sunny cloud

Defence companies can effectively "put a red line through public cloud offerings" because of the security risks involved, according to a senior IT solutions manager at Swedish military equipment manufacturer Saab.

Christer Nordlander spoke to Computerworld UK at IFS' World Conference in Sweden this week, where he explained how the company is consolidating six instances of its IFS ERP version 7.5 into one core instance, which will go live using IFS' latest offering, Application 8.

However, when asked if Saab would ever consider applications in the cloud, Nordlander was adamant that this would never be an option for a defence company.

He said: "Security means we can't have it in a public cloud. You can just put a red line through that before you even start to think about it.

"I don't think it will ever change, the security reasons affect us too much."

Nordlander said that he wasn't particularly concerned about downtime, which is a common cause of concern when moving to a public cloud offering, but said that it was just too difficult to hand its data over to a third party.

However, Saab is looking to cut costs by consolidating its IFS ERP - a project it hopes to complete by 2016 and will be used by 10,000 employees. Although Nordlander did hint that this timeline may be pushed back if Saab makes any acquisitions or sells of any companies.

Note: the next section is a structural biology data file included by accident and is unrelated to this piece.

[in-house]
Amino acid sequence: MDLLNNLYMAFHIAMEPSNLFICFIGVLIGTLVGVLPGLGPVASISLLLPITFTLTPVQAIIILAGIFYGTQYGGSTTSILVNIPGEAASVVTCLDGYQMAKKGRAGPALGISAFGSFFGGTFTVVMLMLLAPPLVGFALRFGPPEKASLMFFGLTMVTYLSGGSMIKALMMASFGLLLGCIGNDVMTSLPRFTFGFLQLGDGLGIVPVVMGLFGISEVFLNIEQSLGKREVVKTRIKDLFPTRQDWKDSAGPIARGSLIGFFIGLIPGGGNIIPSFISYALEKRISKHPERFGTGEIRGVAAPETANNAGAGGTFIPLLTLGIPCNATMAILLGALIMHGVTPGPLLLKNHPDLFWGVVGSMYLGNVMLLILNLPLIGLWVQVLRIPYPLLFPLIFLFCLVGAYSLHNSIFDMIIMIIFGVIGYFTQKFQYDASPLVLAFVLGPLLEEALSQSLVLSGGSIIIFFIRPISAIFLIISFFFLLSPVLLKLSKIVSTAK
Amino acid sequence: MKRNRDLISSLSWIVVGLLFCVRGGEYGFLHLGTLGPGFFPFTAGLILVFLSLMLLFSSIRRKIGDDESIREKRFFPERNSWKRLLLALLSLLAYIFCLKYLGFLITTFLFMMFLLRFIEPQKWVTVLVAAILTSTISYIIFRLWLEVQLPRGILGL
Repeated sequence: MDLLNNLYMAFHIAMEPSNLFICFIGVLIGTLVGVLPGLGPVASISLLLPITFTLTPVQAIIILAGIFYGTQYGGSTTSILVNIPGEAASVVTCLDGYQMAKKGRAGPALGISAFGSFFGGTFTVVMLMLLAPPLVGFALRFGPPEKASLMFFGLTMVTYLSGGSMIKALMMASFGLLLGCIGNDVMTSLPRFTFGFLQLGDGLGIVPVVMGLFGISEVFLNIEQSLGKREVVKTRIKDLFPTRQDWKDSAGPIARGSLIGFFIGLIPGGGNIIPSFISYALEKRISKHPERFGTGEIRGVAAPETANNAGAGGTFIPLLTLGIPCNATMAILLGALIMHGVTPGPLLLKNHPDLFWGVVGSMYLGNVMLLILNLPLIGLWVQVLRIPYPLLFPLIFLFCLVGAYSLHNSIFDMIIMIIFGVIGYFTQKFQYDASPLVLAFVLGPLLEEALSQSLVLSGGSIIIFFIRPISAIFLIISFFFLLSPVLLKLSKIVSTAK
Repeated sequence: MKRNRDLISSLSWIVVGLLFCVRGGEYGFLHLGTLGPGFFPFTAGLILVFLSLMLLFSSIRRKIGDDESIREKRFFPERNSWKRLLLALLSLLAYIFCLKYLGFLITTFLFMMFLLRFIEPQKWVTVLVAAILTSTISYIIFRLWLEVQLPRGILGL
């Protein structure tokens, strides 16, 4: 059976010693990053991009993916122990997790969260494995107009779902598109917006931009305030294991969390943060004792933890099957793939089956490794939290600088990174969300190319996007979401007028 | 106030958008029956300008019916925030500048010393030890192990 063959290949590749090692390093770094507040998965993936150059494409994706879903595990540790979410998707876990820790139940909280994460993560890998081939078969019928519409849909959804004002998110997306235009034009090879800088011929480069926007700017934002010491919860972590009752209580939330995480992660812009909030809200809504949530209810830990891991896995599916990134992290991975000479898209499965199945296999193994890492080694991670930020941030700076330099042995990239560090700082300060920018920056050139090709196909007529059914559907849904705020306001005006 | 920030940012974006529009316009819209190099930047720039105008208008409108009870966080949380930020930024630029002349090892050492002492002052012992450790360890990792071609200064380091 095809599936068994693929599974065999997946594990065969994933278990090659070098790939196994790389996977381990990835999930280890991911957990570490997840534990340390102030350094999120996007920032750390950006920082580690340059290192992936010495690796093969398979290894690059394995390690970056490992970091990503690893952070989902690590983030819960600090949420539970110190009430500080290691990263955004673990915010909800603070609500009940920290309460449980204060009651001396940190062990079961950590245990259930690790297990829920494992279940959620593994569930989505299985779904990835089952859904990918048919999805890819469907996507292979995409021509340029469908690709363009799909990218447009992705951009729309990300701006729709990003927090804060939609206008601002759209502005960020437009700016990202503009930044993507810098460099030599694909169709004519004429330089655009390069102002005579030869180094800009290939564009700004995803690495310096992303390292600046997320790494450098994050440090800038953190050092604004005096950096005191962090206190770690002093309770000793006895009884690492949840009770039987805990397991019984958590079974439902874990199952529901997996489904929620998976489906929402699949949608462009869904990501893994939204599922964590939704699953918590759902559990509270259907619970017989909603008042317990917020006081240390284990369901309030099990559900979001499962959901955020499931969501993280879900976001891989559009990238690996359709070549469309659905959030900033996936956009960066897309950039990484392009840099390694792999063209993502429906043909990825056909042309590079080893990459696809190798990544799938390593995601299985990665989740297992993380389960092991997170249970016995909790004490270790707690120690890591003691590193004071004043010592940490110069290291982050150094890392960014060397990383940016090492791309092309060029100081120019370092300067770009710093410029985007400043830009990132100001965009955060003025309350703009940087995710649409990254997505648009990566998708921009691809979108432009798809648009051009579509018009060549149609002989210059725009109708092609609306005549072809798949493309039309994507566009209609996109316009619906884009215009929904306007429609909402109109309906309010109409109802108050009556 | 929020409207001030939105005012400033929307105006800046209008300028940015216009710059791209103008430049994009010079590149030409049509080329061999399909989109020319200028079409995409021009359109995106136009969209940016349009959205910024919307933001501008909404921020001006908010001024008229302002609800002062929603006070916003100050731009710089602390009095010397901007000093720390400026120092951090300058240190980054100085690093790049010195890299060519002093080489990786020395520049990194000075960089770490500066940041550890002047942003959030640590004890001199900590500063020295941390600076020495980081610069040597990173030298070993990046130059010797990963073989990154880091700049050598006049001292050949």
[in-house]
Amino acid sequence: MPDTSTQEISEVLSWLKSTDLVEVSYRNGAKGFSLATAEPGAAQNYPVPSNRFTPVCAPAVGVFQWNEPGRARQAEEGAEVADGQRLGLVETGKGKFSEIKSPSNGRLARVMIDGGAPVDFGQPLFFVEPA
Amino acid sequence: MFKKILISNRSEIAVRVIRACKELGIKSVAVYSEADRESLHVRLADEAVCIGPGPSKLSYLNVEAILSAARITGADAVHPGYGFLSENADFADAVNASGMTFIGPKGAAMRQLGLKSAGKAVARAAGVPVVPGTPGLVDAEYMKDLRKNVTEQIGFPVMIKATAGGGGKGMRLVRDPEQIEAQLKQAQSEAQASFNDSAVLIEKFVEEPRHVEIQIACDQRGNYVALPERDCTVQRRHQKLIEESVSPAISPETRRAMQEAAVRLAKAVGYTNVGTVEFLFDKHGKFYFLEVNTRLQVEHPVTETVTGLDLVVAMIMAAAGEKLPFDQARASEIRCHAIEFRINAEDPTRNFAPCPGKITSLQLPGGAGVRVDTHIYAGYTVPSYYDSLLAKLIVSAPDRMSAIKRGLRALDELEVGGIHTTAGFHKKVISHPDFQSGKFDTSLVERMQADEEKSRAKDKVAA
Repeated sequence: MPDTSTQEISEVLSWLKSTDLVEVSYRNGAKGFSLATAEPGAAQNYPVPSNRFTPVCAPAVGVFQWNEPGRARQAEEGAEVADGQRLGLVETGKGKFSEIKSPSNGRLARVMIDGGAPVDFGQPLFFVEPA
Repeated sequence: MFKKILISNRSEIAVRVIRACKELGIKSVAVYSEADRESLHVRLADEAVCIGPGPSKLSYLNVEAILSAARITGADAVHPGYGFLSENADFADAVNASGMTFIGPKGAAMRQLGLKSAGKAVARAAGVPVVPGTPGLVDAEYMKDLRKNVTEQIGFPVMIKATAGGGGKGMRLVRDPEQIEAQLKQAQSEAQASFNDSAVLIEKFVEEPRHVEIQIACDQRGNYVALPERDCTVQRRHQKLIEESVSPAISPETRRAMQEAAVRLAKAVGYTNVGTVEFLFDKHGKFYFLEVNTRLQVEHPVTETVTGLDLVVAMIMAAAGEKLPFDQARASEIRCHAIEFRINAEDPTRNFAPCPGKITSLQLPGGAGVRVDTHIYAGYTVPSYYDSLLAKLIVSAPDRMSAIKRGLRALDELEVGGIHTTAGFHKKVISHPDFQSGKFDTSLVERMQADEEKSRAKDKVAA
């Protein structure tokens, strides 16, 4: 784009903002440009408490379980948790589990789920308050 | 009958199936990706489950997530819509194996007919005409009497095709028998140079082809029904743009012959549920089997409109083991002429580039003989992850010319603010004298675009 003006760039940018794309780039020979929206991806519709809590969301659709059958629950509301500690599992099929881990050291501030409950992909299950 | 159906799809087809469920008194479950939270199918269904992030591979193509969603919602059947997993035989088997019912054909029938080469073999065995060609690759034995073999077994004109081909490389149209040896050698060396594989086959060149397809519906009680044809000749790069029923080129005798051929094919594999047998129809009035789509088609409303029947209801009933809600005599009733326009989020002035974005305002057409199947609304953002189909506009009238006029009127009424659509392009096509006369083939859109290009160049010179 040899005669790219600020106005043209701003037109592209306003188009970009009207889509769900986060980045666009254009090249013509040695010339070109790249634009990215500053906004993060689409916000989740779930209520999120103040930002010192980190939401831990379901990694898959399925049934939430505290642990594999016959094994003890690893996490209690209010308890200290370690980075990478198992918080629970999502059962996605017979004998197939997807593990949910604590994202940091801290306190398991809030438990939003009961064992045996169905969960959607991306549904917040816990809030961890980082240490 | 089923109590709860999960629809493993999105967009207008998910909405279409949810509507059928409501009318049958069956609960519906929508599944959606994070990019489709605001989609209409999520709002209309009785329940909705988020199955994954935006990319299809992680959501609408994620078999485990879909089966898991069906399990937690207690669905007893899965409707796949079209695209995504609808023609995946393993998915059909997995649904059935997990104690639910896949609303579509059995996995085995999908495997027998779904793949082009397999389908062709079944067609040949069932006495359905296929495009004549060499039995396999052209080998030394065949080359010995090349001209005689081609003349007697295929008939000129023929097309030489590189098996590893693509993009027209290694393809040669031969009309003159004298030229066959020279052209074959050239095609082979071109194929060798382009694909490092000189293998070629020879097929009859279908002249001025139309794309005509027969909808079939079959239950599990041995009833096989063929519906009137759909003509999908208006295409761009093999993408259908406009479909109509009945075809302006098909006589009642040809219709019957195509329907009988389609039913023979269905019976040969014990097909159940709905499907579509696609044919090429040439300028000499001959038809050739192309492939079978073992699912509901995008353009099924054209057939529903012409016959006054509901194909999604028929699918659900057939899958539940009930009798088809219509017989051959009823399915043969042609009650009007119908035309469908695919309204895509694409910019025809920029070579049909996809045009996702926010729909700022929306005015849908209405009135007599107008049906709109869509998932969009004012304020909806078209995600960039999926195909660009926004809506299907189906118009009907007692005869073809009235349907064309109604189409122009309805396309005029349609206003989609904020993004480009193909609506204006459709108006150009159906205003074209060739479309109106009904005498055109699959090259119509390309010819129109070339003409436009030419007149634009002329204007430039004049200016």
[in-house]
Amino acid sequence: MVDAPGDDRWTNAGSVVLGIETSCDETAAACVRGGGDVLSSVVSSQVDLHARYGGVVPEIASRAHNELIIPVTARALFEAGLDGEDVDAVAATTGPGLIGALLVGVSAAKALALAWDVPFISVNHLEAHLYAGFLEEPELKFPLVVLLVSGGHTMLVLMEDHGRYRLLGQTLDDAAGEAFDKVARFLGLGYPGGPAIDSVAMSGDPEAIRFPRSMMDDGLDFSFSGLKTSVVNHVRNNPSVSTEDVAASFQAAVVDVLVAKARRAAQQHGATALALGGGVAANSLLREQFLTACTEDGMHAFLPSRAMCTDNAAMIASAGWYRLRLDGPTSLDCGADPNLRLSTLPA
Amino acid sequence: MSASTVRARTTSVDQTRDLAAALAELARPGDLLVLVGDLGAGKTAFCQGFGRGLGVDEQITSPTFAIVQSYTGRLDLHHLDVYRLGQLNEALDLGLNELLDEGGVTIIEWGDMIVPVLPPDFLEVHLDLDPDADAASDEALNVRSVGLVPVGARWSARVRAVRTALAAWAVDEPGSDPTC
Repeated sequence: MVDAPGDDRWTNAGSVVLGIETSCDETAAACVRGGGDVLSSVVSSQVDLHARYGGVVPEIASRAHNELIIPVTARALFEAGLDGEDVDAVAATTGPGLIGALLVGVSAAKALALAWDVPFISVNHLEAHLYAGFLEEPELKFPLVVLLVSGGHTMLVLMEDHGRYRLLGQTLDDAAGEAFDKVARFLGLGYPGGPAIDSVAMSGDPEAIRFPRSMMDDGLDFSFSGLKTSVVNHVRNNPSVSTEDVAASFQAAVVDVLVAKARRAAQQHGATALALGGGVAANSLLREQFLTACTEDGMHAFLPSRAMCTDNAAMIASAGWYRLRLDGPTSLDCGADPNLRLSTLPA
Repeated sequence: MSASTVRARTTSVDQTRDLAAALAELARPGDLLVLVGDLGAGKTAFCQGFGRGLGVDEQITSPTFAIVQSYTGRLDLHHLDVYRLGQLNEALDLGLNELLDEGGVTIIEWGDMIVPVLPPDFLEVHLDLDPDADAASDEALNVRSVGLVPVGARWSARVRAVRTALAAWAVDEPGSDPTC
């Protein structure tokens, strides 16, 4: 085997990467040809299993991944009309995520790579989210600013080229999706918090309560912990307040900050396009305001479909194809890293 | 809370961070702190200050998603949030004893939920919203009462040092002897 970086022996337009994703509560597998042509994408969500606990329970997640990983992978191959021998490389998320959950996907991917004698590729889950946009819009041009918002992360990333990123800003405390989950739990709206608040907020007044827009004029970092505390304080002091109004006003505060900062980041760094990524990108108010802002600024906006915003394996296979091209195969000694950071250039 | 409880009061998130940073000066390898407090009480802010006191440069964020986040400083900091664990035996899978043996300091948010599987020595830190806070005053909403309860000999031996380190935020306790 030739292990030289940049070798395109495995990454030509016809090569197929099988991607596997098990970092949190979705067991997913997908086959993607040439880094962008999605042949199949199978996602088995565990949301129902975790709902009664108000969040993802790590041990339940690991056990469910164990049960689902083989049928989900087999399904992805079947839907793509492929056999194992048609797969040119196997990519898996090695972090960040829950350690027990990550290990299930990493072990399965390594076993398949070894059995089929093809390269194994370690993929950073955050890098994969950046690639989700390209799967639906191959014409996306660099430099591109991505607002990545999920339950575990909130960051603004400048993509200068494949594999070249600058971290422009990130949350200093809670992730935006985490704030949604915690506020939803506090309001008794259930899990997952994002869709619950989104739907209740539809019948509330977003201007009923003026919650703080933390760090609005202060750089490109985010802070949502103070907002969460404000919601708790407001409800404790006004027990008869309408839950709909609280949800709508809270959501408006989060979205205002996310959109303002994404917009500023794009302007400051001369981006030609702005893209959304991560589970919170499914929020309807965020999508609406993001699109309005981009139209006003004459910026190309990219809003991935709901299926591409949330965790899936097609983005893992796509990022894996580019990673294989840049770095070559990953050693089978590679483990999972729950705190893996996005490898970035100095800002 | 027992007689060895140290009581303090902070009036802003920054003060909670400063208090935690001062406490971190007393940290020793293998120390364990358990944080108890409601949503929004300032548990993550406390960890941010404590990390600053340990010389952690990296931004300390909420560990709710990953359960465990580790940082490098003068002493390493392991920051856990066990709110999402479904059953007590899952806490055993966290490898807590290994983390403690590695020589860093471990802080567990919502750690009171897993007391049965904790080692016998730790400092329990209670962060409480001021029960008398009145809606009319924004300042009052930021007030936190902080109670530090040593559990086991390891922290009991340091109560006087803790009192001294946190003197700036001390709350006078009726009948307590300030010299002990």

"When we started with IFS, different companies and business areas chose it by themselves. In the beginning there wasn't any IFS strategy at all, that's why there were several installations. Now we are going for one consolidated approach," he said.

"The plan is to fold our six current instances into one. We started this year and will put the first two onto the central Application 8 instance next year. The remaining four instances will follow."

He added: "It's going to significantly lower our costs. We will have one common Saab contract, whereas we had fragmented licencing prior to this. We will also spend less on the hardware, the maintenance, upgrades etc. It's all so much easier."

Nordlander wasn't willing to reveal how much Saab was going to spend or save on the project.

He said that the biggest challenge was going to be ensuring that the one common solution is accepted by all parts of the Saab group. He said: "We are used to handling ourselves, choosing our own way of working. That's a big change."

To ensure that this isn't too much a problem, Nordlander is taking a phased approach.

"We started with one pre-study, just to give us a rough idea how it will work. We are now in the progress of getting the first two instances onto the common platform, but we are not creating the solution for all six at the moment," he said.

"We are just doing it for what the first two need at the moment. When the third comes in, we will make it work for them too."

Finally, Saab can expect some new capabilities by upgrading to Application 8, where it is working with IFS on developing new additional modules.

"We are developing an export licences module together with IFS. When we export military equipm,ent we have to keep track from the very beginning what we are buying, when we ship it, whether we have licences for everything. That's quite tricky to do when you sell an aircraft. Most of it is being done manually at the moment," said Nordlander.

Fellow IFS user Babcock is in the process of consolidating five instances of its IFS ERP system into one, in a multi-million project that follows the consolidation of the group's IT estate into a centralised infrastructure.